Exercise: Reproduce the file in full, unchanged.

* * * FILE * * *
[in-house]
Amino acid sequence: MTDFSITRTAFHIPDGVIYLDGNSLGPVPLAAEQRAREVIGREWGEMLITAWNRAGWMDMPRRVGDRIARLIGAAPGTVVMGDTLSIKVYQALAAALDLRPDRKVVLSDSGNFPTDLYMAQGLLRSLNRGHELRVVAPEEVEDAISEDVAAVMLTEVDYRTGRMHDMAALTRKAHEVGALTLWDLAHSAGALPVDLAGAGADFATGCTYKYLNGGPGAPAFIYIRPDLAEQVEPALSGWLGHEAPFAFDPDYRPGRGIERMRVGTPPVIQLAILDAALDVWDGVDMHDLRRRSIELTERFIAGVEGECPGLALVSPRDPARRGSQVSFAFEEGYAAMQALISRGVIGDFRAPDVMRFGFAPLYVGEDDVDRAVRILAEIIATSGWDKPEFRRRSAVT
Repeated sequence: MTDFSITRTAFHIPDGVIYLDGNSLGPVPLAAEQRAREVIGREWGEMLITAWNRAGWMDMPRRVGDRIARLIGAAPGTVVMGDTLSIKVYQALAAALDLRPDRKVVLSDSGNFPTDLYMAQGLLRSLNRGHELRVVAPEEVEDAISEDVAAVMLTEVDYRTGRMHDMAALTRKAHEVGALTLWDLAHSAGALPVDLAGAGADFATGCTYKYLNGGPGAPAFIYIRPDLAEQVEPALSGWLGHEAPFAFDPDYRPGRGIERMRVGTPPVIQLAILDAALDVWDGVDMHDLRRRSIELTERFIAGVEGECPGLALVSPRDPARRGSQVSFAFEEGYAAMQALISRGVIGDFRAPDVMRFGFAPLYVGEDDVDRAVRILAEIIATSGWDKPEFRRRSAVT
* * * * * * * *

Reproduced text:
[in-house]
Amino acid sequence: MTDFSITRTAFHIPDGVIYLDGNSLGPVPLAAEQRAREVIGREWGEMLITAWNRAGWMDMPRRVGDRIARLIGAAPGTVVMGDTLSIKVYQALAAALDLRPDRKVVLSDSGNFPTDLYMAQGLLRSLNRGHELRVVAPEEVEDAISEDVAAVMLTEVDYRTGRMHDMAALTRKAHEVGALTLWDLAHSAGALPVDLAGAGADFATGCTYKYLNGGPGAPAFIYIRPDLAEQVEPALSGWLGHEAPFAFDPDYRPGRGIERMRVGTPPVIQLAILDAALDVWDGVDMHDLRRRSIELTERFIAGVEGECPGLALVSPRDPARRGSQVSFAFEEGYAAMQALISRGVIGDFRAPDVMRFGFAPLYVGEDDVDRAVRILAEIIATSGWDKPEFRRRSAVT
Repeated sequence: MTDFSITRTAFHIPDGVIYLDGNSLGPVPLAAEQRAREVIGREWGEMLITAWNRAGWMDMPRRVGDRIARLIGAAPGTVVMGDTLSIKVYQALAAALDLRPDRKVVLSDSGNFPTDLYMAQGLLRSLNRGHELRVVAPEEVEDAISEDVAAVMLTEVDYRTGRMHDMAALTRKAHEVGALTLWDLAHSAGALPVDLAGAGADFATGCTYKYLNGGPGAPAFIYIRPDLAEQVEPALSGWLGHEAPFAFDPDYRPGRGIERMRVGTPPVIQLAILDAALDVWDGVDMHDLRRRSIELTERFIAGVEGECPGLALVSPRDPARRGSQVSFAFEEGYAAMQALISRGVIGDFRAPDVMRFGFAPLYVGEDDVDRAVRILAEIIATSGWDKPEFRRRSAVT